Author: Nola Young
The term “road warrior” has been around for a while now. Generally, it describes someone who carries any kind of portable or mobile device to keep in touch while travelling. Some people take this to extremes, seemingly carrying enough technology to fight a small war. This is the origin of the term “road warrior.” It is becoming more and more important that everyone in business be reachable at all times, even while out of the office, out of town or out of the country. No matter where someone works, portable and mobile devices enable people to access information and services needed to get their job done.
In this feature, you will learn about the various mobile and portable devices that are available now and how they will benefit you as you travel. We will also provide advice on selecting the technology that fits you best. You will also learn how these technologies are revolutionizing the way business people communicate.
The traditional weapon of choice of the road warrior is still the most useful. Today, there are very few differences in ability between a laptop computer and a desktop computer. Many business people, in fact, have decided to forego the desktop computer and use a laptop exclusively. You can purchase a docking station for your laptop that will connect it to the network, your monitor and your keyboard at the office. Then, when you leave, you can take your computer with you.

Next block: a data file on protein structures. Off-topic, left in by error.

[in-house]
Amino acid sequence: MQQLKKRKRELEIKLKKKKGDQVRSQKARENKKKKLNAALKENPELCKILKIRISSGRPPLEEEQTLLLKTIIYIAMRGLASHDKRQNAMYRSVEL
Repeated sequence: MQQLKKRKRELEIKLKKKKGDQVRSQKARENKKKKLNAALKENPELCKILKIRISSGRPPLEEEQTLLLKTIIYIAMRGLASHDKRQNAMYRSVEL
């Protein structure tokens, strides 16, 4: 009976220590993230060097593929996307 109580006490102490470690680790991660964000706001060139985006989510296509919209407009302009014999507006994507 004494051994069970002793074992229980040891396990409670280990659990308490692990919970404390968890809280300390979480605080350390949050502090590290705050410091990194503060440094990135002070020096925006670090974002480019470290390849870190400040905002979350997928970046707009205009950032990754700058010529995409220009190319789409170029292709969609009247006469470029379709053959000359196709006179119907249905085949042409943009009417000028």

To work on documents with tools such as word processors and spreadsheets, the laptop is absolutely still the best choice. There are a few important factors to remember when considering the purchase of a notebook. First, do your research! A notebook is a significant investment, so be sure that the one you are buying is the right one for your needs.
If you’re planning to travel a lot with a notebook, it needs to be light. Many notebooks today weigh as little as one kilogram, which is important for travelers who often find themselves lugging their briefcases through airport terminals. It is also vitally important to consider battery life when purchasing a notebook. On a flight from Toronto to Vancouver, it can be very irritating if the battery on the notebook cuts out over Saskatoon. Finally, consider the modem speed. The Internet today is such that anything less than 56k modem will not be sufficient for accessing your e-mail or anything else online while away.
But despite its portability, the laptop is still huge by the standards being set by computer companies today. If you want to be able to take your office with you when you travel, then a laptop is probably the best choice.